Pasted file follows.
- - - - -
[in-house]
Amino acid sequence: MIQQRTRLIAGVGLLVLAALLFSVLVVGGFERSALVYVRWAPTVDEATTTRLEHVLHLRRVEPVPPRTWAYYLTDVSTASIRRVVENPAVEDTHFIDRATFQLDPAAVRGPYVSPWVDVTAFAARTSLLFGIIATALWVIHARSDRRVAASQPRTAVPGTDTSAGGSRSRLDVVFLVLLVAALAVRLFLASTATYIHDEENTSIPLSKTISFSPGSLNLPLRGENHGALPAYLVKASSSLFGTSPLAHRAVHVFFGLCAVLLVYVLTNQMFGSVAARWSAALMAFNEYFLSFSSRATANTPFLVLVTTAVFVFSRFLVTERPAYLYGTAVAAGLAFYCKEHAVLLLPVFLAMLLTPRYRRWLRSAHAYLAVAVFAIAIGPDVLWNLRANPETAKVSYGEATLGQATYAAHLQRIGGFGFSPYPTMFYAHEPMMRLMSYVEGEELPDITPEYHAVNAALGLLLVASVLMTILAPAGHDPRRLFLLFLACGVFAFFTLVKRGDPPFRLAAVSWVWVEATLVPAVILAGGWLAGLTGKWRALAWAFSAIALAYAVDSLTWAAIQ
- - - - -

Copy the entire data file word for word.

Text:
[in-house]
Amino acid sequence: MIQQRTRLIAGVGLLVLAALLFSVLVVGGFERSALVYVRWAPTVDEATTTRLEHVLHLRRVEPVPPRTWAYYLTDVSTASIRRVVENPAVEDTHFIDRATFQLDPAAVRGPYVSPWVDVTAFAARTSLLFGIIATALWVIHARSDRRVAASQPRTAVPGTDTSAGGSRSRLDVVFLVLLVAALAVRLFLASTATYIHDEENTSIPLSKTISFSPGSLNLPLRGENHGALPAYLVKASSSLFGTSPLAHRAVHVFFGLCAVLLVYVLTNQMFGSVAARWSAALMAFNEYFLSFSSRATANTPFLVLVTTAVFVFSRFLVTERPAYLYGTAVAAGLAFYCKEHAVLLLPVFLAMLLTPRYRRWLRSAHAYLAVAVFAIAIGPDVLWNLRANPETAKVSYGEATLGQATYAAHLQRIGGFGFSPYPTMFYAHEPMMRLMSYVEGEELPDITPEYHAVNAALGLLLVASVLMTILAPAGHDPRRLFLLFLACGVFAFFTLVKRGDPPFRLAAVSWVWVEATLVPAVILAGGWLAGLTGKWRALAWAFSAIALAYAVDSLTWAAIQ